1. In the Pigott Auditorium at Seattle University, attendees packed the room to hear the mayoral candidates’ answers to the biggest issues facing our city; housing and homelessness. The forum was hosted by Solid Ground and Seattle University in partnership with Housing Development Consortium, Seattle/King County Coalition on Homelessness
    and the Washington Housing Alliance Action Fund. Crosscut and the Seattle Times were the media sponsors of the event.

    Cary Moon and Jenny Durkan advanced from a crowded primary contest featuring 21 candidates for Seattle mayor after the August 1 election. Cary Moon is an urban planner and activist, having recently served as the director of the Peoples Waterfront Coalition. Jenny Durkan was the first openly gay Western Washington U.S. Attorney when she was appointed by President Barack Obama in 2009.

    Before the debate began, I was behind the scenes livestreaming interviews with the media panelists David Kroman and Heidi Groover and moderator Enrique Cerna. You can check out those interviews here.

    The debate itself was streamed live and recorded by the Seattle Times and Crosscut, where you can still watch both of the videos in their entirety:
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  3. The debate began with Enrique Cerna asking the two candidates for their responses to mayor Ed Murray’s announcement earlier that afternoon that he would be resigning his post. His resignation was announced after a fifth person, Murray’s cousin, accused him of sexual assaulting them as a minor. Although this was the first question asked at the debate, it did not overshadow the intended focus on housing and homelessness.

    Over the course of the next 90 minutes, the two candidates were asked questions ranging from their positions on HALA to their preferred method of funding for housing. In that time, it became very clear which areas the two candidates disagreed on, and which issues are likely to be in the forefront of the election.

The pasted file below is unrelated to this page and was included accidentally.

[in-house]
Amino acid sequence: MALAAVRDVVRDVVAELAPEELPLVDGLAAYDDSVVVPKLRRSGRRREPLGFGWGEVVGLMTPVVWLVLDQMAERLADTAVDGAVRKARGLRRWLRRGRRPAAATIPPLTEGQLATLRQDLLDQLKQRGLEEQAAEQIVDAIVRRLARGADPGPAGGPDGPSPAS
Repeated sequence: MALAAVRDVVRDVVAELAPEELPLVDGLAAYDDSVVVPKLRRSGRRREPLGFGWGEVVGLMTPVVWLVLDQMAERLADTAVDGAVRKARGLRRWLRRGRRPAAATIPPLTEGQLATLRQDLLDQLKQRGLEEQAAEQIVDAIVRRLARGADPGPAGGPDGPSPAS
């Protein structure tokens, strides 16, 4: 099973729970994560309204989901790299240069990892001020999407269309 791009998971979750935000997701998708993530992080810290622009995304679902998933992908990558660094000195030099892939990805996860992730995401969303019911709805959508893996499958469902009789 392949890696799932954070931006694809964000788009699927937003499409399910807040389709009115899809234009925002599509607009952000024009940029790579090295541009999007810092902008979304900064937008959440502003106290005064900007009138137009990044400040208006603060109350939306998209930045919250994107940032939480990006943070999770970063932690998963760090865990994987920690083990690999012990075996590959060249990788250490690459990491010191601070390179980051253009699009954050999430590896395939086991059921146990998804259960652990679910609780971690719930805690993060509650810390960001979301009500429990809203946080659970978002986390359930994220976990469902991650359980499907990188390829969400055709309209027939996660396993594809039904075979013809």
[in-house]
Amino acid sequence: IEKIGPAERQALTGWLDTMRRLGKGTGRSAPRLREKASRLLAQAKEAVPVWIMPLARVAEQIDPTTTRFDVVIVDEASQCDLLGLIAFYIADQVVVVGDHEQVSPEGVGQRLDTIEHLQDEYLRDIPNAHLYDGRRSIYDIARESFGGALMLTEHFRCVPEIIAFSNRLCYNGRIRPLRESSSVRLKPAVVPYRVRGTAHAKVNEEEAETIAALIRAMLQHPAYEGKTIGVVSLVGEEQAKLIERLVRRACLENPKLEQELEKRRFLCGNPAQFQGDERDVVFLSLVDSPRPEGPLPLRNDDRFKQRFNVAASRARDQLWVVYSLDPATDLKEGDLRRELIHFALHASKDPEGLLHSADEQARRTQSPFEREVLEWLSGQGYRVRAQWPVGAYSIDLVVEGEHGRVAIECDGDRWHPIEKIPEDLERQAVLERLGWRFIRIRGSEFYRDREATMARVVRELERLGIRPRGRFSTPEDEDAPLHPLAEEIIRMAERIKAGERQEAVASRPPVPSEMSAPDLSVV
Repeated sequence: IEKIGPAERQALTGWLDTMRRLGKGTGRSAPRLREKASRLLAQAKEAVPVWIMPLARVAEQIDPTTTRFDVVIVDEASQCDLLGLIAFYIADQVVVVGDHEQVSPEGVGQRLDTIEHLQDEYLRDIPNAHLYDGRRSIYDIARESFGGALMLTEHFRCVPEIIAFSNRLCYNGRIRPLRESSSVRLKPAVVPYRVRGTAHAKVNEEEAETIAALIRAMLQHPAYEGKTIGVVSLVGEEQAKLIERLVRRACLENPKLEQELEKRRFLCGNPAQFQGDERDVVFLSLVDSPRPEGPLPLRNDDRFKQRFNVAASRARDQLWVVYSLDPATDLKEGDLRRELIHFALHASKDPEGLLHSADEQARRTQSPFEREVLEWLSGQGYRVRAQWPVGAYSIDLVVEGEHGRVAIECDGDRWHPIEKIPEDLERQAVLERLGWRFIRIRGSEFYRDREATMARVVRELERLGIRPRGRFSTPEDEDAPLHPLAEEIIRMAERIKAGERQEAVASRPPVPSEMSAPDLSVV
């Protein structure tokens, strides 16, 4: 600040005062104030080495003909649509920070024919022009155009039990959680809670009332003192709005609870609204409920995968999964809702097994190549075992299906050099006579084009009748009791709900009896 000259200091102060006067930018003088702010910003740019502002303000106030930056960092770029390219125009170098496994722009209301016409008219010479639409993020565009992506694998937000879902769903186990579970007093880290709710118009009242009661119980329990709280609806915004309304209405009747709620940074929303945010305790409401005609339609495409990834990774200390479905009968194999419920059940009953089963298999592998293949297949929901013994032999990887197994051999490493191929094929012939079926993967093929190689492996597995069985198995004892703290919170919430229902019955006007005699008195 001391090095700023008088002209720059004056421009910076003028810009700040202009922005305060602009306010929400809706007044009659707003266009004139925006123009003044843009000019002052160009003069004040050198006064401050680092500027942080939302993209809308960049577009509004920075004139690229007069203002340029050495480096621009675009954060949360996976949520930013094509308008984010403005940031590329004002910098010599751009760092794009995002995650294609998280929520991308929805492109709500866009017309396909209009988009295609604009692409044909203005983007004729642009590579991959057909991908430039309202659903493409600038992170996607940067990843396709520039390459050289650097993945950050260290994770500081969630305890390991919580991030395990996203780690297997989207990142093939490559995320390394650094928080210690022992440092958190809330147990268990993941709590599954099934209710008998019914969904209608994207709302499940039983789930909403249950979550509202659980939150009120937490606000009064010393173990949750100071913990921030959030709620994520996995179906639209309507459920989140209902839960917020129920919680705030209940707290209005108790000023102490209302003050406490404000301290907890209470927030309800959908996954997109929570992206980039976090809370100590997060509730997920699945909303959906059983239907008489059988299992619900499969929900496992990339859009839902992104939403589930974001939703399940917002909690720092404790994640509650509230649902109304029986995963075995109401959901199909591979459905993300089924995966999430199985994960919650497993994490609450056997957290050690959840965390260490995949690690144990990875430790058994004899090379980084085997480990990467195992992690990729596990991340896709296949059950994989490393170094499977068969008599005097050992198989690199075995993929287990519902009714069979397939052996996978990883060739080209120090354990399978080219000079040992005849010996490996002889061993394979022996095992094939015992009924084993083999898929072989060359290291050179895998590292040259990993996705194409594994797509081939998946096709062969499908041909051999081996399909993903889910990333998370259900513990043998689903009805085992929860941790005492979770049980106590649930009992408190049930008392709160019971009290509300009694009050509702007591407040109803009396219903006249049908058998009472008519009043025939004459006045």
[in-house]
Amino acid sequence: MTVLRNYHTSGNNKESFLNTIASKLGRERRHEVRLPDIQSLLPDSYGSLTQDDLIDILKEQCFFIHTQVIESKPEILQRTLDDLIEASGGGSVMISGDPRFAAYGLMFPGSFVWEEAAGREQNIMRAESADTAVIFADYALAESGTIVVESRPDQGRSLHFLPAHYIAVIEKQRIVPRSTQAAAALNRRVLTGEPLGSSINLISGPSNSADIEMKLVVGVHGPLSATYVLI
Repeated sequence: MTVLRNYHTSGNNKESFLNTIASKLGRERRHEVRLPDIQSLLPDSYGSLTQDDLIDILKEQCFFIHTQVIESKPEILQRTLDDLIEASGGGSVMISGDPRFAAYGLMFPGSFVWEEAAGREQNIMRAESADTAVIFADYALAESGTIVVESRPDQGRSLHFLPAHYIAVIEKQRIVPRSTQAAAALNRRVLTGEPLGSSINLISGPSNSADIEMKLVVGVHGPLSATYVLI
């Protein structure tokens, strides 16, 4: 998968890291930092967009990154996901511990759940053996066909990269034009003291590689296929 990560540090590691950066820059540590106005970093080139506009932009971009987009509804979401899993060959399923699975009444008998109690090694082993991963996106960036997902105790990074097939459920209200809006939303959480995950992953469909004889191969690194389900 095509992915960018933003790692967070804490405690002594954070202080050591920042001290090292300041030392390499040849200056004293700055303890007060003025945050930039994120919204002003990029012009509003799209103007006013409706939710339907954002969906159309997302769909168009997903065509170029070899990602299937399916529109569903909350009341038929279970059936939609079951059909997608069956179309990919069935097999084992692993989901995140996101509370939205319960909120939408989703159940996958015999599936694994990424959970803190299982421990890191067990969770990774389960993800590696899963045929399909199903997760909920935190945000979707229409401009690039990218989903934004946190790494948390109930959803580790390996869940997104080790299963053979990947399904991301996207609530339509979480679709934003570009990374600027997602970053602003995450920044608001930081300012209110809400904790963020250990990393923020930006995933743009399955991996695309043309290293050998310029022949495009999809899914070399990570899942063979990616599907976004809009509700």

One of the earliest points of contention was over the current system of sweeps carried out by the city of unauthorized homeless encampments. In fact, just that morning, two people had been arrested while protesting a sweep under the Spokane Street Bridge.
  4. Cary Moon declared emphatically that she was against the sweeps, stating that they did more harm than good. Jenny Durkan emphasized the unsafe nature of the encampments, saying that removing people from them was an act of ensuring their safety.

    The candidates also disagreed about whether a tax on homes purchased by foreign buyers and second homes would be effective at lowering housing prices. Cary Moon supports targeted taxes on speculation and vacant properties, including a tax of purchases made by foreign nationals, a position that Durkan has claimed is discriminatory against Chinese buyers.

    The third major point of distinction between the candidates on their housing policy was on the City’s HALA grand bargain. Durkan said she would like to continue with the current form of HALA, while developing additional tools to increase affordability. Moon believes that HALA’s provisions need to be revisited to ensure that neighborhoods vulnerable to gentrification don’t receive the vast majority of housing built. In the course of the debate, it became clear that Moon did not mean to “restart” HALA so much as to make it less reliant on private developers.

    Heidi Groover of The Stranger asked the candidates whether they supported Council Member Mike O’Brien’s proposal to allow folks sleeping in their cars to use designated parking lots where they could receive services. Moon said yes and cited the All Home King County finding in the 2017 Count Us In report that 40% of all unsheltered people in Seattle are sleeping in their cars. Durkan did not answer whether she would support O’Brien’s ordinance, causing Moon to use her one “challenge card” which each candidate could use to ask a follow-up question of their opponent at one time in the debate:
  5. With so many of our neighbors sleeping unsheltered in their cars, it will be ever more important that we get a robust discussion of the ways in which we can help those folks transition to stable housing.

    While this forum was the only one centered solely on the issues of housing, it won't be the last one to feature these debates. On this Wednesday, September 20th, the two candidates will join those running for the Seattle City Council and City Attorney positions for the Seattle Human Services Candidates Forum.
  6. If you can't make it in person to hear the candidates, Firesteel will be live-tweeting the whole event over at @firesteelwa on Twitter. So you can follow along there, or check in afterwards to see what all the action was about!
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